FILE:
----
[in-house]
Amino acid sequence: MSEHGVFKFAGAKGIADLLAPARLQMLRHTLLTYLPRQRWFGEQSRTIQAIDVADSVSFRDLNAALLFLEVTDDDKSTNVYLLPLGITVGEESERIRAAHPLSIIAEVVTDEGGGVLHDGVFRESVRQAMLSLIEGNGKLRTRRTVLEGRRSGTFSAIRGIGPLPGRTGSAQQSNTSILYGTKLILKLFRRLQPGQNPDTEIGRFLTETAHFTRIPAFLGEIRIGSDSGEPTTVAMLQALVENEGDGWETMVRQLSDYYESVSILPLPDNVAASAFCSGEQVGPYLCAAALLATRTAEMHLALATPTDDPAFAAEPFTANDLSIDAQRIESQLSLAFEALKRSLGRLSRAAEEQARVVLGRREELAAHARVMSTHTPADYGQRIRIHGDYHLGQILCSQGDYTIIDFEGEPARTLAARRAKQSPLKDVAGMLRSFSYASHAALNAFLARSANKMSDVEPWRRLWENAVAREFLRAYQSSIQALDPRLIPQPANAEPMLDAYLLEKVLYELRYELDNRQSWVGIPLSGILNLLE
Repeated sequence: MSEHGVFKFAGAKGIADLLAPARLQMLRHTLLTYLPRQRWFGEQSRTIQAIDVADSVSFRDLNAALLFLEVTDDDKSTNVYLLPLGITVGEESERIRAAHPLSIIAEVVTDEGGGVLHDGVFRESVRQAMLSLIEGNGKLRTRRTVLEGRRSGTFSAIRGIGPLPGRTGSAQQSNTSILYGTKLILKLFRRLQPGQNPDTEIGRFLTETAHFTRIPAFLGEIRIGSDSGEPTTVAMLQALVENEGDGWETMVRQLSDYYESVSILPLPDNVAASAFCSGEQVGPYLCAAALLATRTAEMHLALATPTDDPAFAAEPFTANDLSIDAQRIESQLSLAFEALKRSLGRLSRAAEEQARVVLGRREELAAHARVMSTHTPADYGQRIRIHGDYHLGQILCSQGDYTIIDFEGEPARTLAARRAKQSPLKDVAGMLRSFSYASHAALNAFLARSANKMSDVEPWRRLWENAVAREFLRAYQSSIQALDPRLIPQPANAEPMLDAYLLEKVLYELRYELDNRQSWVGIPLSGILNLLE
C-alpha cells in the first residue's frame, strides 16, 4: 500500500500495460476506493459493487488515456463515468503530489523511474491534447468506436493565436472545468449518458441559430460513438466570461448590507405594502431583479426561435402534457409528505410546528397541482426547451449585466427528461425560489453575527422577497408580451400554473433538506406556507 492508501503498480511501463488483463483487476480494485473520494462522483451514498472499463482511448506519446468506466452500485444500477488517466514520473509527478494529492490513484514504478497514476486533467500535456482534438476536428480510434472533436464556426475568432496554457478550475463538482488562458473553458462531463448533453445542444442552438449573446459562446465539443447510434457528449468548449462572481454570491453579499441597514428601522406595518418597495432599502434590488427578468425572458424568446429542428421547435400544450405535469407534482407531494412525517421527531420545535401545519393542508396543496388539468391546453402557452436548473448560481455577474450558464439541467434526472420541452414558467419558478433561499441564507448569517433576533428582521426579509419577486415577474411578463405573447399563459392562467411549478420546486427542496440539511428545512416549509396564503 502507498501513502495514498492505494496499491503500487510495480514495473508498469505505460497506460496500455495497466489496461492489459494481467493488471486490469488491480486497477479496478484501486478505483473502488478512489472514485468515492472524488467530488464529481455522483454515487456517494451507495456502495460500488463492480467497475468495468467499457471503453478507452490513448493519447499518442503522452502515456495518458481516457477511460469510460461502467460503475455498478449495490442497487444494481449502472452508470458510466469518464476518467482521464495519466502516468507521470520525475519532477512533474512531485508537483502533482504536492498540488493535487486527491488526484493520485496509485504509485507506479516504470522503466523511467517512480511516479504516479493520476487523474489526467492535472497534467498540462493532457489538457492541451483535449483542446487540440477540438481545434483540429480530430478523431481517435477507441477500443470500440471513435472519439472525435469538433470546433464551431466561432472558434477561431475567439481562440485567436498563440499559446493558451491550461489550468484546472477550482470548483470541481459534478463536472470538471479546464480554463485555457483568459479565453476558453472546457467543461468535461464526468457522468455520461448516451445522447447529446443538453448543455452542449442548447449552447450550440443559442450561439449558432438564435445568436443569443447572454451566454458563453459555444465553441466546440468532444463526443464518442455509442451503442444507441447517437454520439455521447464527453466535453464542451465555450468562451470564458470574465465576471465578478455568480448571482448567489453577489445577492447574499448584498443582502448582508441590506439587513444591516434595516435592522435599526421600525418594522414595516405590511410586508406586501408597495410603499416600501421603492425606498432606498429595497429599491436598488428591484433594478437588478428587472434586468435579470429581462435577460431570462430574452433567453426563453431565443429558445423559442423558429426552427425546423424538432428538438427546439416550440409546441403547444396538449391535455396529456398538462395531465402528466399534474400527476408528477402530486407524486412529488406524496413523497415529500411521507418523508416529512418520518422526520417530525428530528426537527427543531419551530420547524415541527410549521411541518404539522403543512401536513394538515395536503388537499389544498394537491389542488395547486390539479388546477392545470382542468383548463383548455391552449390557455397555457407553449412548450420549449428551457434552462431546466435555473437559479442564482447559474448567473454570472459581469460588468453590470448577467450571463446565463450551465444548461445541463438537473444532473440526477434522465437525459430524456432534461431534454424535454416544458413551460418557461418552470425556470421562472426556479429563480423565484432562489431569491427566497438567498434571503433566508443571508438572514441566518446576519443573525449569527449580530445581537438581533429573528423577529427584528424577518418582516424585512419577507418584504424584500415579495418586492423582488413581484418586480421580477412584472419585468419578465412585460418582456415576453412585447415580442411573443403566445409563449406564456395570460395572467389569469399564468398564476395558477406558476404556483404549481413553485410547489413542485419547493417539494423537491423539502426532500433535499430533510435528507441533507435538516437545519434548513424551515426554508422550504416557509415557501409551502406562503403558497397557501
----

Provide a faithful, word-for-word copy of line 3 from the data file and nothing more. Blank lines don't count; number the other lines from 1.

Repeated sequence: MSEHGVFKFAGAKGIADLLAPARLQMLRHTLLTYLPRQRWFGEQSRTIQAIDVADSVSFRDLNAALLFLEVTDDDKSTNVYLLPLGITVGEESERIRAAHPLSIIAEVVTDEGGGVLHDGVFRESVRQAMLSLIEGNGKLRTRRTVLEGRRSGTFSAIRGIGPLPGRTGSAQQSNTSILYGTKLILKLFRRLQPGQNPDTEIGRFLTETAHFTRIPAFLGEIRIGSDSGEPTTVAMLQALVENEGDGWETMVRQLSDYYESVSILPLPDNVAASAFCSGEQVGPYLCAAALLATRTAEMHLALATPTDDPAFAAEPFTANDLSIDAQRIESQLSLAFEALKRSLGRLSRAAEEQARVVLGRREELAAHARVMSTHTPADYGQRIRIHGDYHLGQILCSQGDYTIIDFEGEPARTLAARRAKQSPLKDVAGMLRSFSYASHAALNAFLARSANKMSDVEPWRRLWENAVAREFLRAYQSSIQALDPRLIPQPANAEPMLDAYLLEKVLYELRYELDNRQSWVGIPLSGILNLLE